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Swiss Crypto Banks Fight to Be First

Swiss crypto banks jostle to be the first to go live, and promise to do so as early as in a few months’ time. But even if they may be close to their goal, they still face hurdles and delays remain a distinct possibility.

Seba, a Zug-based crypto firm, landed a double coup yesterday. Not only was the company able to announce a deal with a prestigious partner, Julius Baer, the private bank with its headquarters at Zurich’s Bahnhofstrasse. The entrepreneurs also managed to get the name of their company associated with «crypto bank» – even though the firm has yet to receive its license from the Swiss regulator, Finma.

But Seba seems pretty confident that the license will be forthcoming and predicted the go-ahead for the second quarter. People close to the company expect the green light to be given in the month of May. Getting the license from Finma is also pivotal for the cooperation with Julius Baer to commence in earnest, as the companies confirmed in their statement on Tuesday.

A Departure From the Discrete Way

The way of advance communication is unusual for an industry that tends to keep quiet for fear that brash statements can upset the gatekeepers in Bern, the Swiss capital. A miffed regulator is in nobody’s interest.

Seba seems not overly worried, which may yet come to haunt the firm, an expert suggested in an interview with finews.com.

With Flynt Fresh in Memory

Finma is most reluctant to issue banking licenses to companies with new business models – despite the pronounced wish to see more fintech innovation in Switzerland. After all, Jan Schoch, the erstwhile founder of Leonteq, in 2017 had to give back the banking license for his fintech named Flynt a short time only after Finma had signed off on it.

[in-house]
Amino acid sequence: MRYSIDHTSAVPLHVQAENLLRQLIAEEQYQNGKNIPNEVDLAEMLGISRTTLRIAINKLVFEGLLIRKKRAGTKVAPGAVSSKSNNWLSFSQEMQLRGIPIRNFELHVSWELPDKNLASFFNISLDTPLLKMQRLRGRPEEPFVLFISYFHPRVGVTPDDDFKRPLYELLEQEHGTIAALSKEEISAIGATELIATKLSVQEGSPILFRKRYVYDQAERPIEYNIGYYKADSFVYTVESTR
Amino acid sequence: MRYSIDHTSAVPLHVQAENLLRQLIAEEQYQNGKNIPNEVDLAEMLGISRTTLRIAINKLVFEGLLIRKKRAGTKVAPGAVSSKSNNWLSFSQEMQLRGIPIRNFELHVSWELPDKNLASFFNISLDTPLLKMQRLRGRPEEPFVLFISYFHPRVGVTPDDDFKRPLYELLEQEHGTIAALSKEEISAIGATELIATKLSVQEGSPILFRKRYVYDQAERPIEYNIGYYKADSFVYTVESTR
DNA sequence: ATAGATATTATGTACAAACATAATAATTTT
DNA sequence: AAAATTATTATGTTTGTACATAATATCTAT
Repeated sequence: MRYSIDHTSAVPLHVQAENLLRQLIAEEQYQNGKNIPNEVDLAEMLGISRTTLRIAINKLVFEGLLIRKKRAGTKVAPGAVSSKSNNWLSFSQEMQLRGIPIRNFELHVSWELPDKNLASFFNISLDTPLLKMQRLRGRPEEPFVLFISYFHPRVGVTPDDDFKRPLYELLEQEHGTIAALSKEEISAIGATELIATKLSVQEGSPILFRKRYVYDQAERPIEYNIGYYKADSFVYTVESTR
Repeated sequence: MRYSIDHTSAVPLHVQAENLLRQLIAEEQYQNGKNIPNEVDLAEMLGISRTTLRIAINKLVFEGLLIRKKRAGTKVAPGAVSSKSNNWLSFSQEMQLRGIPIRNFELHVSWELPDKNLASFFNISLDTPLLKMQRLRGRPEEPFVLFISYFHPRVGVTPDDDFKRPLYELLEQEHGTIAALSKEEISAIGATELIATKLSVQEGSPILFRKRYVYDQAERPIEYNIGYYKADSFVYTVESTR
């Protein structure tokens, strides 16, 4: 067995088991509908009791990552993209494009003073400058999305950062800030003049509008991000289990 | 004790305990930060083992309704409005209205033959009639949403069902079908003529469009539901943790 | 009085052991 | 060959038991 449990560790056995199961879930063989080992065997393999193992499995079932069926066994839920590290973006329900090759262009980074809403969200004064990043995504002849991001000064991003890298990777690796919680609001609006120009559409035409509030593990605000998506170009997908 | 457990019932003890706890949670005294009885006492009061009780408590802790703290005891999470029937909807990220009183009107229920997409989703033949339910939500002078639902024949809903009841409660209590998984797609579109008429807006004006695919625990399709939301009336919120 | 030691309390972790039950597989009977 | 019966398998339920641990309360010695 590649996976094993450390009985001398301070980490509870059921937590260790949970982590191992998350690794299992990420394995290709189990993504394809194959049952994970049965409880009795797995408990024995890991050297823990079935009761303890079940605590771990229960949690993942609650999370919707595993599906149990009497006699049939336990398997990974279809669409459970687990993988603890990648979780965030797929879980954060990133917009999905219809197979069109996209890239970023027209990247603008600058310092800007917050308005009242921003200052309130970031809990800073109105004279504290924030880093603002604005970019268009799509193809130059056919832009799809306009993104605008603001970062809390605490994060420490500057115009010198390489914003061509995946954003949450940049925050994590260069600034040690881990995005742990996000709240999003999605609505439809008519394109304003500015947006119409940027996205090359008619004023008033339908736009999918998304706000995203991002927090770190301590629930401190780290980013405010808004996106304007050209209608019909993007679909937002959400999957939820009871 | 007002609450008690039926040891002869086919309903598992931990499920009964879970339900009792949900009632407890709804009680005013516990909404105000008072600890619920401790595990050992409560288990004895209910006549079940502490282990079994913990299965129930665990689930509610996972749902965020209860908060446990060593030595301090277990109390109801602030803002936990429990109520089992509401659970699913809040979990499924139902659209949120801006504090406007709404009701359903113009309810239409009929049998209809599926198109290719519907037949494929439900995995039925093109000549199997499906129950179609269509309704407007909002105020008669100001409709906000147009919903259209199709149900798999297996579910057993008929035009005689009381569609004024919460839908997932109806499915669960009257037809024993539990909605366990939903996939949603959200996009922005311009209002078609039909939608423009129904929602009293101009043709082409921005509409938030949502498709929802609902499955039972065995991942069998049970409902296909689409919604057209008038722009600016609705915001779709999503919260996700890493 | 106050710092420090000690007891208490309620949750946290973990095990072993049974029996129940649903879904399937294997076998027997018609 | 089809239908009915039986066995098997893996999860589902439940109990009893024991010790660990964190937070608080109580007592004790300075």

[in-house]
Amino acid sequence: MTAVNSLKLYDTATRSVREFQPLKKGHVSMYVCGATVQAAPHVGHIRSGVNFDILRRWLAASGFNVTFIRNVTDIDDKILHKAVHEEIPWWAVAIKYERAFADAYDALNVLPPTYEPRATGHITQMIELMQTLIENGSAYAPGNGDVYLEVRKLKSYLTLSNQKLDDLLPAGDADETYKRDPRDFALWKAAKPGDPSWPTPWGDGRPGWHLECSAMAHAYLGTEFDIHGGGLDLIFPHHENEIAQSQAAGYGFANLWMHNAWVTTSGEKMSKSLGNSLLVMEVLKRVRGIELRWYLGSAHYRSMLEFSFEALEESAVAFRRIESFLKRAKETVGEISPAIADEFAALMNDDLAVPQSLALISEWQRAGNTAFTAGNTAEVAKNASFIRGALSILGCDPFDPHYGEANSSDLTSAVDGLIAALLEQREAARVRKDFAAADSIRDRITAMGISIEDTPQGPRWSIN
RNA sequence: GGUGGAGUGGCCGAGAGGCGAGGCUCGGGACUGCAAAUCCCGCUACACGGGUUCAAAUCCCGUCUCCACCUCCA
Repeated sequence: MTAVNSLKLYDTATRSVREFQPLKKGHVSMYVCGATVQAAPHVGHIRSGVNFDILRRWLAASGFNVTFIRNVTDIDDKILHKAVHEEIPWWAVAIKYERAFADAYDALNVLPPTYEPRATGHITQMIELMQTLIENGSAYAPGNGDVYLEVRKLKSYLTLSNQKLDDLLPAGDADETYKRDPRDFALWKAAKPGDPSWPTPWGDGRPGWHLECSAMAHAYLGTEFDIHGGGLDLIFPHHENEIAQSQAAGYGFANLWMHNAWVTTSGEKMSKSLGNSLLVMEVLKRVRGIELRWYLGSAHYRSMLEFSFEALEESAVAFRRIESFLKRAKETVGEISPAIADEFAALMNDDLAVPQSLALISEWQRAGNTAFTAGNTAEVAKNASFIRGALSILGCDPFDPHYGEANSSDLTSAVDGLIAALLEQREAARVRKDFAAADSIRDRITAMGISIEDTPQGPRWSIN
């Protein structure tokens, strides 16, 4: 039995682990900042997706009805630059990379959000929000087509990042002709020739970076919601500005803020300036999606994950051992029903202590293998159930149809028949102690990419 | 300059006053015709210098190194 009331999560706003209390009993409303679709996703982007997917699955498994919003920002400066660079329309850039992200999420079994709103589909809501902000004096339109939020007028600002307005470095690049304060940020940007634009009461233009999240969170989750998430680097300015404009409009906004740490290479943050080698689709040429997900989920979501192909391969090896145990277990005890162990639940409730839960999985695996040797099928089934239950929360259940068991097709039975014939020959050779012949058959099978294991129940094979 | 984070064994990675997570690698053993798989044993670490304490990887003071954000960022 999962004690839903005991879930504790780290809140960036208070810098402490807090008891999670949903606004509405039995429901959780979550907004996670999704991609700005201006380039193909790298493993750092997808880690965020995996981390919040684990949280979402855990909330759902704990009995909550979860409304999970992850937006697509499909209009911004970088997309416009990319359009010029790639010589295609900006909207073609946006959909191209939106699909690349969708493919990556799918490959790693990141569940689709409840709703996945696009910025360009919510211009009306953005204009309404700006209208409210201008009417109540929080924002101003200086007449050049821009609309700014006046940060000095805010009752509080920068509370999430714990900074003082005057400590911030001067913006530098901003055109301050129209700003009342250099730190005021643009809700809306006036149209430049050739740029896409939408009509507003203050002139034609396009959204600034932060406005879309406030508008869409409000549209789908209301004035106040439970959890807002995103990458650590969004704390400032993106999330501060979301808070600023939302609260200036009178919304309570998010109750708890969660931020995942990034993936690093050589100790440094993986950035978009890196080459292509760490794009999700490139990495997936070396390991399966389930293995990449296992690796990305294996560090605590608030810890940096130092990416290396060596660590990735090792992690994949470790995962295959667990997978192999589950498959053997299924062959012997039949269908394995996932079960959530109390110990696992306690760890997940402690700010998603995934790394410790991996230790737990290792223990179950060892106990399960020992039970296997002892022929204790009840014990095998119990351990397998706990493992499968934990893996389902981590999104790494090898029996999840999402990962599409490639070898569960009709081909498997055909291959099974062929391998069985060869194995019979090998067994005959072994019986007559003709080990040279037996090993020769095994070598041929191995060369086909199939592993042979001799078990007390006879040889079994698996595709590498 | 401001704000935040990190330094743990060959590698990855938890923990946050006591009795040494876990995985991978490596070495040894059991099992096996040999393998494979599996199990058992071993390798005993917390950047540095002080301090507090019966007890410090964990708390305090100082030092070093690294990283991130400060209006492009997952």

So the idea of licensing crypto banks isn’t met with great enthusiasm in Bern, the source said. A spokesman for the regulator said the governing body was always looking very closely into whether the conditions had been met before issuing a banking license.

Some Like It Different

The need to have a license is not universally acknowledged in crypto world. «We studied the possibility of acquiring a banking license closely in 2018 and decided against trying to get one,» Crypto Finance, a Zurich-based crypto asset firm, said in a statement.

The company however is in the process of applying for a license as a securities dealer. Another firm going down that road is Lykke, which also once had flirted with the idea of getting a banking license.

Here’s a list of companies that still aim to acquire a banking license from Finma:

1. Mt Pelerin: Full Banking Services

Mt Pelerin from Geneva in 2017 let it be known that it aimed to become a bank. It hopes to achieve the status by year-end 2019. It wants to use the proceeds of a token sale in January to develop a range of banking services.

The startup harbors ambitious plans to generate a fully digital market place and platform open to other financial market participants.